Bahrain clashes: 'Riot police showed no mercy'

Bahraini riot police patrol Thursday, March 17, 2011 in the streets of Jidhafs, Bahrain, on the outskirts of the capital of Manama. Security forces are moving through Shiite villages, cracking down and making arrests. (AP Photo/Hasan Jamali) AP Photo/Hasan Jamali

Bahraini riot police patrol Thursday, March 17, 2011 in the streets of Jidhafs, Bahrain, on the outskirts of the capital of Manama. Security forces are moving through Shiite villages, cracking down and making arrests. (AP Photo/Hasan Jamali)
AP Photo/Hasan Jamali

MANAMA - At 2pm local time Thursday - before curfew - CBS Radio News reporter Toula Vlahou was covering clashes between protesters and riot police outside Manama, Bahrain.

Riot police were firing tear gas and advancing toward the protesters. Vlahou and her BBC driver, a local Bahraini who was taking pictures - decided to leave the area. The riot police confronted them while they were in the car. The driver backed up and the riot police opened fire on the car.

"We were attacked by a wall of riot police," Vlahou said. "We thought they were going to fire tear gas at us. But they fired pellets at us."

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"I had to fall to the ground in the driver's seat as the driver was driving to get out of there," Vlahou added.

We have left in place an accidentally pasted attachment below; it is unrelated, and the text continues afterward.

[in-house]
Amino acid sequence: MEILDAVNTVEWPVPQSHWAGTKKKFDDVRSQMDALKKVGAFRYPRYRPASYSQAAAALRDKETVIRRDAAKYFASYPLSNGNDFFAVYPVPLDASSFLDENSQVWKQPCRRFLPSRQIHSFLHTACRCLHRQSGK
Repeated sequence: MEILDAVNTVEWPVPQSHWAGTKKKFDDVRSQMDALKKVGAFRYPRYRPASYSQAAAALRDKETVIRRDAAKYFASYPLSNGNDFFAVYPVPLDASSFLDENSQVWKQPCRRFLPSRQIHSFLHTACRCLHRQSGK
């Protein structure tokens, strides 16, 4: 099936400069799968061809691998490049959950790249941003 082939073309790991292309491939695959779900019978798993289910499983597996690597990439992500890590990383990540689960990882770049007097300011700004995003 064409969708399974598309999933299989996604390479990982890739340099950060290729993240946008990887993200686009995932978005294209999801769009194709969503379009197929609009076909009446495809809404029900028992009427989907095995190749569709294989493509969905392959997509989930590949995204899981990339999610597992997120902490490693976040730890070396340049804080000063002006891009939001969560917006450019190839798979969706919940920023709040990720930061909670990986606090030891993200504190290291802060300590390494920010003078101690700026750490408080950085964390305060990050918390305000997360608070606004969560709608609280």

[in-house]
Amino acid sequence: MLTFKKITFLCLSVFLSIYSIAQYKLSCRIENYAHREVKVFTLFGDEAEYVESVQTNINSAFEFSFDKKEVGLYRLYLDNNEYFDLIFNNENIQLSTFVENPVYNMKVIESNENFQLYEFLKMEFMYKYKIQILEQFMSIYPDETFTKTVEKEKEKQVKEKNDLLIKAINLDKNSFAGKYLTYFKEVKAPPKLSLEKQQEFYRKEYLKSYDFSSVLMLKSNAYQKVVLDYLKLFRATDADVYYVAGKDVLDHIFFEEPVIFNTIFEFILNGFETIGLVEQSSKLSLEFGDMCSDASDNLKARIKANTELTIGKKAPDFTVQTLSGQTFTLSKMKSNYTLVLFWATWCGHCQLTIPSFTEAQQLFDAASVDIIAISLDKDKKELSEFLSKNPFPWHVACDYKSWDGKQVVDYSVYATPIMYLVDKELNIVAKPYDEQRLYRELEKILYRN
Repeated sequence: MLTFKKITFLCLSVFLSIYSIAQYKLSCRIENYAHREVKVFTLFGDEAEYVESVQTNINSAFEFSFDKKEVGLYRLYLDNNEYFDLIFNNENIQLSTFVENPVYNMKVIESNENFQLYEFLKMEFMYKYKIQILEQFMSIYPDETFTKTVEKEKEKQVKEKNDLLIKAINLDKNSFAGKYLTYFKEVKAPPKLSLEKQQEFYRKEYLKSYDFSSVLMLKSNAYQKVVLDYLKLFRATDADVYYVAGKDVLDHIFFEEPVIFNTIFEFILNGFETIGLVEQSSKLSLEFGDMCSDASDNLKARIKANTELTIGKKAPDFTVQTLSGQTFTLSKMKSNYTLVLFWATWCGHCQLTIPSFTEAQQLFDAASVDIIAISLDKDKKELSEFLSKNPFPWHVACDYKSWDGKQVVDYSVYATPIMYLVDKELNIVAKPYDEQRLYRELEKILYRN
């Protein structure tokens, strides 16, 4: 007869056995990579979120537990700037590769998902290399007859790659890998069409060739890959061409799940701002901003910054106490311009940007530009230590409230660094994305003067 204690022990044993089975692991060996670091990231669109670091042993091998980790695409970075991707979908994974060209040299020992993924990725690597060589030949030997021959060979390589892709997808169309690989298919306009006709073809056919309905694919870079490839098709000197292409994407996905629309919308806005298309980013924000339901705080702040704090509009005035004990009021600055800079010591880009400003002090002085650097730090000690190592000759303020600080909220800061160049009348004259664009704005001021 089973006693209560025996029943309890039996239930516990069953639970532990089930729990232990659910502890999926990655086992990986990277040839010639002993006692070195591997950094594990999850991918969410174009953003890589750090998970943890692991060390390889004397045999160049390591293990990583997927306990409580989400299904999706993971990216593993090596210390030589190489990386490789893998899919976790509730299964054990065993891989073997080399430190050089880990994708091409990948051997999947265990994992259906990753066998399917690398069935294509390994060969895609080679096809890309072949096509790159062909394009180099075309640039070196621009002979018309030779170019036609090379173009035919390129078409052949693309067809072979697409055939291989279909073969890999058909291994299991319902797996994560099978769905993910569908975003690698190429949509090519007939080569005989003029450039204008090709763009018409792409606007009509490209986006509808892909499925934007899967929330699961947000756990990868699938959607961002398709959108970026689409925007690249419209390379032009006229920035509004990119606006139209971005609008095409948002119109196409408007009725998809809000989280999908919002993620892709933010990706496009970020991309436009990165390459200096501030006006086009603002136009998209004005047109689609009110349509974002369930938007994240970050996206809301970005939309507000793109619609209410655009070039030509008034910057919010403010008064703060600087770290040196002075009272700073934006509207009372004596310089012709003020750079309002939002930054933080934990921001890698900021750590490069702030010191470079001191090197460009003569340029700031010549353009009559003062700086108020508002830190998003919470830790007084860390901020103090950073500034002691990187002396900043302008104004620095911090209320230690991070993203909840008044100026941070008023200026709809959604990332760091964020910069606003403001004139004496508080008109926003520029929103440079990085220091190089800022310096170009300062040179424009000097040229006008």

The riot police began chasing them and continued shooting at the car. A helicopter was hovering above them for the entire time.

CBS Radio News reporter Toula Vlahou (right) in front of the SUV that was shot at by riot police in Manana, Bahrain, March 17, 2011.
CBS

Vlahou said her driver believes that a helicopter above saw him filming, and "chased us and actually pursued us because they say him filming the scene." The neighborhood people were watching from their houses as Vlahou and the driver were being fired upon. One neighbor waved at them to come into the house. The local family ushered them into a prayer room in the back of the house where they remained there an hour.

Vlahou filed a report for CBS News Radio at that time.

"Outside right now there are loud chants going on. People, are defying the law - and at the same time telling the riot police they're not afraid," Vlahou said.

"But I have to tell you, they should be afraid. The riot police showed no mercy, they did not stop to ask us who we were. The just saw a camera and they started firing."

The police were searching the streets for the car and the people became anxious about hiding them. The riot police found the car and waited outside the house.

The riot police destroyed the car: slashed the tires, rammed it, smashed windows and took all identification and equipment in the car. Vlahou contacted the American Embassy and CBS. After several calls, American Embassy contacted the Bahraini security police, and the commander of the riot police and explained the situation and asked them to call off the police. After about 20 minutes the police left the house.

A colleague from the AP took a taxi to the house and picked them up. Vlahou is currently safely back at her hotel.

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